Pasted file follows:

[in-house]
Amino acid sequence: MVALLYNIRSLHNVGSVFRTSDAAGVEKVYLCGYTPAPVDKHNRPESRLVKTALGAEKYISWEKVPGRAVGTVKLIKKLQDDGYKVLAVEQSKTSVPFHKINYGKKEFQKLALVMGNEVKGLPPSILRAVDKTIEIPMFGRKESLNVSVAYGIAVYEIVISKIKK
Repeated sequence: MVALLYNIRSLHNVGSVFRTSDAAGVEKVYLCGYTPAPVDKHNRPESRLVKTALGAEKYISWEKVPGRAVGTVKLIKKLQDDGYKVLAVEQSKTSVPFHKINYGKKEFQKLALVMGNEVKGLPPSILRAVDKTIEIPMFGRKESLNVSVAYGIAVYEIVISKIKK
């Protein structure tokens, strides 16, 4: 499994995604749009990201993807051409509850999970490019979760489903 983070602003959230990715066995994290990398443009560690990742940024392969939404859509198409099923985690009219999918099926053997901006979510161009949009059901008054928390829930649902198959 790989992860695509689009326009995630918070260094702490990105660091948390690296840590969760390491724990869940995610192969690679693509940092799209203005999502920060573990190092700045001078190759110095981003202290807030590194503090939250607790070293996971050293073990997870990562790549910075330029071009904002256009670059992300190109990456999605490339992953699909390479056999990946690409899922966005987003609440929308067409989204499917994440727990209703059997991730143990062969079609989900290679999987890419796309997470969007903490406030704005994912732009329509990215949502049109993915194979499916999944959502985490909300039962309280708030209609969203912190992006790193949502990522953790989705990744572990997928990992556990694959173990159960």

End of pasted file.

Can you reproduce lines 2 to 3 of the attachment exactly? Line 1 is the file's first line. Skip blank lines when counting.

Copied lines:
Amino acid sequence: MVALLYNIRSLHNVGSVFRTSDAAGVEKVYLCGYTPAPVDKHNRPESRLVKTALGAEKYISWEKVPGRAVGTVKLIKKLQDDGYKVLAVEQSKTSVPFHKINYGKKEFQKLALVMGNEVKGLPPSILRAVDKTIEIPMFGRKESLNVSVAYGIAVYEIVISKIKK
Repeated sequence: MVALLYNIRSLHNVGSVFRTSDAAGVEKVYLCGYTPAPVDKHNRPESRLVKTALGAEKYISWEKVPGRAVGTVKLIKKLQDDGYKVLAVEQSKTSVPFHKINYGKKEFQKLALVMGNEVKGLPPSILRAVDKTIEIPMFGRKESLNVSVAYGIAVYEIVISKIKK